The greatest RTS of all time. With several mods still being made, Myth 2 is still relevant over a decade after release.

User Rating: 10 | Myth II: Soulblighter PC
Myth 2 Soulblighter is more or less a tweaked version of The Fallen Lords. Normally I would dock a game for not bringing enough new innovations or ideas to the table. And of course I'm playing favorites here, but The Fallen Lords WAS THE innovative game of the RTS genre and was one of the first (if not the first) to break the overdone mold of "build base, collect X resource, rush enemy." Unlike Starcraft (a great game in its own right) Myth didn't throw in tons of somewhat awkward spells/abilities which require a lot of excessive micromanagement (though not as bad as Warcraft 2's spell casters). So what you had was a game that required excellent unit control (especially in multiplayer), but without having to worry about anything anything but keep the troops you have alive, because other than a few missions in single player, you get no reinforcements. So what does Myth 2 do?

With greatly improved graphics/animations (the sprites look much better), improved camera angles, and the addition of many new units (and an addition of a few new abilities). That's it? Yeah, not much, in fact these limited changes are about equal almost any sequel or expansion pack to a game released within a year (and using the same frame work gives it some limitations). But the phrase, "if i' ain' bro' don' fix it" is applicable here.

Of course there was no need to mention the new single player campaign, as it should be expected. Like The Fallen Lords, Soulblighter's is just as epic, and the game focuses around the most bada$$ of the Fallen Lords (Soulblighter, the guy on the box cover) who is just plain lovable regardless of his "evilness." I do not want to give away the story, but the missions (much like the first game) are varied in location and objective. Just play it, and wait until you reach "Gonen's Bridge," if that doesn't blow you away, put away the crayons. In addition to a strong campaign is probably on of the better written game stories ever, which has excellent pacing, gives a sense of urgency, and the awesome lore that we were first exposed to is greatly expanded. And once you finish the campaign in Myth 2, you're given a very awesome epilogue which further explains the nature of the Myth universe and gives history dating back thousands of years. If only games like Warcraft had such a well crafted story such as the one present in this series...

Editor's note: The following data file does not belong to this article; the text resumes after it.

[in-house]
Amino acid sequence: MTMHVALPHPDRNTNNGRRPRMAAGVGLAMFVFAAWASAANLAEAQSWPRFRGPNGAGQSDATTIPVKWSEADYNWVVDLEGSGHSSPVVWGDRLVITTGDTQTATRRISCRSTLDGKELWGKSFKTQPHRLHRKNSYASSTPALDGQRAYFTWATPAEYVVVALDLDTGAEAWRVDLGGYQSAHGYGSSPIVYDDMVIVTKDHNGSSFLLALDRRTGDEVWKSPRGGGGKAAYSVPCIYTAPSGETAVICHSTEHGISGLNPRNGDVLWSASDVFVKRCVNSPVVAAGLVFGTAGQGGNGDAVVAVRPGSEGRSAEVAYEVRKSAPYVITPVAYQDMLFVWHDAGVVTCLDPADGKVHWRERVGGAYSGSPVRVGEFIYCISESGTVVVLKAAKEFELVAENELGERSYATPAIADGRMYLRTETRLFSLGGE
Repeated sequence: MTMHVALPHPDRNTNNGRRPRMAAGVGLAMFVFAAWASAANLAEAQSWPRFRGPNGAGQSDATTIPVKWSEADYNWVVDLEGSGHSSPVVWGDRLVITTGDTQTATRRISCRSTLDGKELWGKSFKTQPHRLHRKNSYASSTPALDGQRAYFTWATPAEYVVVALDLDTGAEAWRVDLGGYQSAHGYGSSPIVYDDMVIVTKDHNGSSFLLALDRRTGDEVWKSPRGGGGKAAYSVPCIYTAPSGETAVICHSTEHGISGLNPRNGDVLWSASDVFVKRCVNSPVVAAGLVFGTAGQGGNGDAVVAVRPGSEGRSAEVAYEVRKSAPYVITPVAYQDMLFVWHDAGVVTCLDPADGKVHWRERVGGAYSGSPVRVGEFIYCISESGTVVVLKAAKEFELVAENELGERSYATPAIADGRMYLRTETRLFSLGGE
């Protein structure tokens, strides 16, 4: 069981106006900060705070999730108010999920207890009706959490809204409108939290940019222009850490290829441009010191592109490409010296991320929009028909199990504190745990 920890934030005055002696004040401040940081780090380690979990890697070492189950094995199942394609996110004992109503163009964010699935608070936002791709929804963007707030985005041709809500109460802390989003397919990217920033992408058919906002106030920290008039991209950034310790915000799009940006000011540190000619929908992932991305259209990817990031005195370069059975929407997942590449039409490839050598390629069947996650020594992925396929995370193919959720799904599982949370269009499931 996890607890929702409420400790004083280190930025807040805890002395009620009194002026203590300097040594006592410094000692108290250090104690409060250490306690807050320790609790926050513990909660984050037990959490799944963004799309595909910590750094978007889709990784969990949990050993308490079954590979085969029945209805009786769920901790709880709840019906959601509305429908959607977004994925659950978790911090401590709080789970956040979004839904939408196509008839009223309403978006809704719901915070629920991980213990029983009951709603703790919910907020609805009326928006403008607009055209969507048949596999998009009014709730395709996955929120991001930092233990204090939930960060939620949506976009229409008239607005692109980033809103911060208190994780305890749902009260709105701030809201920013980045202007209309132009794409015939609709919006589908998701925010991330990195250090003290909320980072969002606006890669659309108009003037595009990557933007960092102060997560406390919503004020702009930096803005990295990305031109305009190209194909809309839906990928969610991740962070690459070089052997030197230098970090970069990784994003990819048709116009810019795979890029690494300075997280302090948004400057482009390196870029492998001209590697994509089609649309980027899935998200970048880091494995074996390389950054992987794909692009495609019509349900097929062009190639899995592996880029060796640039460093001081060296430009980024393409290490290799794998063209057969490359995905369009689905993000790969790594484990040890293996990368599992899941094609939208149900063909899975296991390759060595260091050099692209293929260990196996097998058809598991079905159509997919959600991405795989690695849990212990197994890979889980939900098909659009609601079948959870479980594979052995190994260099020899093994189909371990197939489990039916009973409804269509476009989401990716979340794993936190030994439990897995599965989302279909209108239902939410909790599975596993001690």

Of course it isn't too say that the single player mode is the end all mode of the game, because like The Fallen Lords, you can play all the missions cooperatively, and the competitive multiplayer mode (with many games modes available) is just plain amazing (probably the greatest multiplayer experience you can possibly have). For playing this game online, look up "Marius Net," you won't regret it.

The new units/tools are great fun to use and also change the landscape of multiplayer matches greatly (and in a good way). Mortar Dwarves fill the niche between Archer and Fetch (mid, longish ranges) but pack an immense punch but has really slow reload, is really slow, etc. Archers have flame arrows now (and work like you'd expect: use it on a surface that is flammable), and a good way to set off explosions. Heron Guards, blah blah, there is no reason to outline the units as you can look them up yourself on the wikipedia page for the game or play the game for yourself, and their uses become apparent. To summarize: the new units are excellent additions to the game and are balanced very well.